Revisiting an ecophysiological oddity: Hydathode-mediated foliar water uptake in Crassula species from southern Africa

Marc Fradera-Soler, Jozef Mravec, Alexander Schulz, Rafael Taboryski, Bodil Jørgensen, Olwen M. Grace*

*Corresponding author for this work

Research output: Contribution to journalJournal articleResearchpeer-review

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Abstract

Hydathodes are usually associated with water exudation in plants. However, foliar water uptake (FWU) through the hydathodes has long been suspected in the leaf-succulent genus Crassula (Crassulaceae), a highly diverse group in southern Africa, and, to our knowledge, no empirical observations exist in the literature that unequivocally link FWU to hydathodes in this genus. FWU is expected to be particularly beneficial on the arid western side of southern Africa, where up to 50% of Crassula species occur and where periodically high air humidity leads to fog and/or dew formation. To investigate if hydathode-mediated FWU is operational in different Crassula species, we used the apoplastic fluorescent tracer Lucifer Yellow in combination with different imaging techniques. Our images of dye-treated leaves confirm that hydathode-mediated FWU does indeed occur in Crassula and that it might be widespread across the genus. Hydathodes in Crassula serve as moisture-harvesting structures, besides their more common purpose of guttation, an adaptation that has likely played an important role in the evolutionary history of the genus. Our observations suggest that ability for FWU is independent of geographical distribution and not restricted to arid environments under fog influence, as FWU is also operational in Crassula species from the rather humid eastern side of southern Africa. Our observations point towards no apparent link between FWU ability and overall leaf surface wettability in Crassula. Instead, the hierarchically sculptured leaf surfaces of several Crassula species may facilitate FWU due to hydrophilic leaf surface microdomains, even in seemingly hydrophobic species. Overall, these results confirm the ecophysiological relevance of hydathode-mediated FWU in Crassula and reassert the importance of atmospheric humidity for some arid-adapted plant groups.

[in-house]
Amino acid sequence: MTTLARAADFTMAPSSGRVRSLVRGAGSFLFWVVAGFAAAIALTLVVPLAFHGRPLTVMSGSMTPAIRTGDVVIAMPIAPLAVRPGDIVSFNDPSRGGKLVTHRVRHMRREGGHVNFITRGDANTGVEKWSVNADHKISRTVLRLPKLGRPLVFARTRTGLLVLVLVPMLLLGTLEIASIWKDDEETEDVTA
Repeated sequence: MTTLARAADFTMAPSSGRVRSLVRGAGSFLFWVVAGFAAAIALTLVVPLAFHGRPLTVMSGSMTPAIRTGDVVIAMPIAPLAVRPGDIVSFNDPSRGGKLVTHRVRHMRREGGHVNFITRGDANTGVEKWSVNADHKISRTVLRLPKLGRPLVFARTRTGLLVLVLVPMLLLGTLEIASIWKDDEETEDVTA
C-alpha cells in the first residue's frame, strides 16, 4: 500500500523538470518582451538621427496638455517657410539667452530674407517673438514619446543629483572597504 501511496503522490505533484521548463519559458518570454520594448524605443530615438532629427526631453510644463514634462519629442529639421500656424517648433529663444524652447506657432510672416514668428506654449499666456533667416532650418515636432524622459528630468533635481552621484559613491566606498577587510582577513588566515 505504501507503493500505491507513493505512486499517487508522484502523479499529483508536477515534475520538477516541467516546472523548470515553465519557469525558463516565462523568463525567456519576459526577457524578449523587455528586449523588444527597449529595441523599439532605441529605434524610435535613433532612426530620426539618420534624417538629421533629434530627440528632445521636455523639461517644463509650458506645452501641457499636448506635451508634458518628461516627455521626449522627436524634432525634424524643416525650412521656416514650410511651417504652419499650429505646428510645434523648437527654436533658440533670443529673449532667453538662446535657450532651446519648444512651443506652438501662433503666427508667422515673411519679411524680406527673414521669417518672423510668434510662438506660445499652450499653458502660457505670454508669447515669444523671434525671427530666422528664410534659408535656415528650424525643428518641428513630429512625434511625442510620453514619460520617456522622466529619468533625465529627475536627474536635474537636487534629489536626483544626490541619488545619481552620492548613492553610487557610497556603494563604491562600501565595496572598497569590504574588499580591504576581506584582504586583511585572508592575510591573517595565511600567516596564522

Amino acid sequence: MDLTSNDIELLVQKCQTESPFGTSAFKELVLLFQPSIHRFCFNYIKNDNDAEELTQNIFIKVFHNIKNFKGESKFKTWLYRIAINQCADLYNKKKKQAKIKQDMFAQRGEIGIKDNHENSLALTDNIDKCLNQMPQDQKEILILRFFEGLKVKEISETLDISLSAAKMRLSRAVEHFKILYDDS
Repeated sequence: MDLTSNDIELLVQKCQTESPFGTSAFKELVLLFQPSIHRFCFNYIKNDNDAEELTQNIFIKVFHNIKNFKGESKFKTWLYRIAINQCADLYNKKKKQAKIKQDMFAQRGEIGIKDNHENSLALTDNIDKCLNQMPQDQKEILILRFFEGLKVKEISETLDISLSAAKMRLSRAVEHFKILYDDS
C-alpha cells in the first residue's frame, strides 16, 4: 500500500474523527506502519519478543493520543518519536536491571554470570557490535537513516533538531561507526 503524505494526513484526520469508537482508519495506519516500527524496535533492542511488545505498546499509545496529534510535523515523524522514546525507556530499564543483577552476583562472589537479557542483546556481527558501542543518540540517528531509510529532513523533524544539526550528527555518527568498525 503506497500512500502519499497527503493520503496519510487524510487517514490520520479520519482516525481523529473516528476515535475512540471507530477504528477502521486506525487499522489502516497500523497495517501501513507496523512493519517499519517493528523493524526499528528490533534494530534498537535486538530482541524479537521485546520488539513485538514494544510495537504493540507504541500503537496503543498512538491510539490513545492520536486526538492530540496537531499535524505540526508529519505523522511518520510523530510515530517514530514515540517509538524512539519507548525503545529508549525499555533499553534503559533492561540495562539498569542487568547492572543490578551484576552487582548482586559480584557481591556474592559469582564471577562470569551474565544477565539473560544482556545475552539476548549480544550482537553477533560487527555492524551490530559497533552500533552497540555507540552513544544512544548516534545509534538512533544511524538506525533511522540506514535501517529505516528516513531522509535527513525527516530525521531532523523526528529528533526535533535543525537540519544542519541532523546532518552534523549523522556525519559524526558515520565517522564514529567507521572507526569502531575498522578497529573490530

Original languageEnglish
JournalPlant Cell and Environment
Volume47
Issue number2
Pages (from-to)460-481
ISSN0140-7791
DOIs
Publication statusPublished - 2024

Keywords

  • Arid environments
  • Atmospheric water
  • Crassula
  • Foliar water uptake
  • Hydathodes
  • Southern Africa
  • Succulent plants
  • Wettability

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